The following Value Added Tax guidance note Produced by Tolley provides comprehensive and up to date tax information covering:
The European Commission introduced the EORI scheme witheffect from 1 July 2009 in order to enable the security measures introduced by the Security Amendment to be more effective.
The EORI number is a unique number that is assigned by HMRC to businesses who are VAT registered in the UK and individuals that import / export goods in the UK. The importer needs to register in one EU country in order to obtain an EORI number. The EORI number is valid throughout the EU and therefore an EU importer only needs to have one EORI number in respect of all imports of goods throughout the EU. The EORI number should be used in all communications withany EU customs authority where applicable.
The EORI number should be used in respect of goods being imported from a country outside of the EU and for goods being exported to a country outside of the EU. The EORI number should be included on the customs declaration completed in respect of the import or export of goods.
More information on EORI can be found via the following link EORI. This website also offers an e-learning course for anyone wanting to gain a better understanding of the EORI system.
Any business who is established in the EU customs territories and is involved in the import / export of goods will need an EORI number. Persons who are not registered for VAT who import and / or export goods will require an EORI number. Businesses that are only involved withproviding services do not require an EORI number.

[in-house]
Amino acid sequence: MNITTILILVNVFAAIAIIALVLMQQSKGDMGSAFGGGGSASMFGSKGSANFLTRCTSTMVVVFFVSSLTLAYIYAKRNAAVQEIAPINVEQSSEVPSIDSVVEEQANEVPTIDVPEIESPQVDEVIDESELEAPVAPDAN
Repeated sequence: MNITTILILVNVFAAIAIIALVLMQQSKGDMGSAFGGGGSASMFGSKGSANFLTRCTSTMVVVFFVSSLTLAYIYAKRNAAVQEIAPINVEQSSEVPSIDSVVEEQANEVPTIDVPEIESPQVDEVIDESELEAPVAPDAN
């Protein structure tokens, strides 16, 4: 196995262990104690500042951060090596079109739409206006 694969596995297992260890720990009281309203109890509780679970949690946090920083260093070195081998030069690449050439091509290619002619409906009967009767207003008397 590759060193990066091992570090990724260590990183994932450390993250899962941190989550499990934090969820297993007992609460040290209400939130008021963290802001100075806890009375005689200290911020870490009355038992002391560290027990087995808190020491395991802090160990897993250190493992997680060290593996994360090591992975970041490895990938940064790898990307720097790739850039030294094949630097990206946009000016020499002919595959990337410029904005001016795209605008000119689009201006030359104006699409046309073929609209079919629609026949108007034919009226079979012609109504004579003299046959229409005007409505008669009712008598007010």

Also, for the moment businesses that move goods across the Ireland / Northern Ireland border do not need an EORI number.
A non-EU person will need to be registered by the customs authority in the EU country where the first customs declaration is lodged or apply for a decision other than a customs declaration made for goods imported under the temporary admission
**Free trials are only available to individuals based in the UK. We may terminate this trial at any time or decide not to give a trial, for any reason.
Access this article and thousands of others like it free for 7 days with a trial of TolleyGuidance.
Read full article
Already a subscriber? Login
The basic rule is that all benefits provided to an employee by reason of their employment are taxable unless there is a specific exemption or other rule that means they are not chargeable to tax.ExemptionsThe main exemptions for employee benefits are in ITEPA 2003, ss 227–326B (Pt 4).Below is an
Normal due dateSmall companies (including marginal relief companies) are required to pay all of their corporation tax ― nine months and one day ― after the end of the chargeable accounting period.For example, where a chargeable accounting period ends on 31 December 2018, the due and payable date for
Time for paymentTwo statutory rules apply on death:•tax is ‘due’ six months after the end of the month of death and carries interest from the ‘due’ date until paidThere is a possibility of payment by instalments, but this applies to certain types of property only ― see the ‘Availability of
Expenditure of a capital nature is not allowed as a deduction when calculating trading profits. Expenditure of a revenue nature is allowable, provided there is no specific statutory rule prohibiting a deduction and the expenditure also satisfies the wholly and exclusively test. See the Wholly and
To view our latest tax guidance content, sign in to Tolley Guidance or register for a free trial.